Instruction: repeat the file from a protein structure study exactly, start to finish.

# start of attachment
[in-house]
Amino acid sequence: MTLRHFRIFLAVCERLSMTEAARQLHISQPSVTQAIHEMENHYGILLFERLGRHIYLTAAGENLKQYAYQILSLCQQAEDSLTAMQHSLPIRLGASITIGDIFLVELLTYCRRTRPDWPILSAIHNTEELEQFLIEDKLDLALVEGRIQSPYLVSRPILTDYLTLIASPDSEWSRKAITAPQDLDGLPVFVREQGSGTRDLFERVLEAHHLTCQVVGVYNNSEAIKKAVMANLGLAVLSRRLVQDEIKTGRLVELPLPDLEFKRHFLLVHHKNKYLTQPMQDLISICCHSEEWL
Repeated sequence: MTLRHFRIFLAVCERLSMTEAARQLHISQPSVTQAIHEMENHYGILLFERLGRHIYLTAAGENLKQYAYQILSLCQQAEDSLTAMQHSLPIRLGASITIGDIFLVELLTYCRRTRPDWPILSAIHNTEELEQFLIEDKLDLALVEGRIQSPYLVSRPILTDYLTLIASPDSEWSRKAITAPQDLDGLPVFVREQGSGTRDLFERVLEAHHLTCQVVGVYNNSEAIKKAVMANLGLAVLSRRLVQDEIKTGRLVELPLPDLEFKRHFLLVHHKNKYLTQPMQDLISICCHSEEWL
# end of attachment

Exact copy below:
[in-house]
Amino acid sequence: MTLRHFRIFLAVCERLSMTEAARQLHISQPSVTQAIHEMENHYGILLFERLGRHIYLTAAGENLKQYAYQILSLCQQAEDSLTAMQHSLPIRLGASITIGDIFLVELLTYCRRTRPDWPILSAIHNTEELEQFLIEDKLDLALVEGRIQSPYLVSRPILTDYLTLIASPDSEWSRKAITAPQDLDGLPVFVREQGSGTRDLFERVLEAHHLTCQVVGVYNNSEAIKKAVMANLGLAVLSRRLVQDEIKTGRLVELPLPDLEFKRHFLLVHHKNKYLTQPMQDLISICCHSEEWL
Repeated sequence: MTLRHFRIFLAVCERLSMTEAARQLHISQPSVTQAIHEMENHYGILLFERLGRHIYLTAAGENLKQYAYQILSLCQQAEDSLTAMQHSLPIRLGASITIGDIFLVELLTYCRRTRPDWPILSAIHNTEELEQFLIEDKLDLALVEGRIQSPYLVSRPILTDYLTLIASPDSEWSRKAITAPQDLDGLPVFVREQGSGTRDLFERVLEAHHLTCQVVGVYNNSEAIKKAVMANLGLAVLSRRLVQDEIKTGRLVELPLPDLEFKRHFLLVHHKNKYLTQPMQDLISICCHSEEWL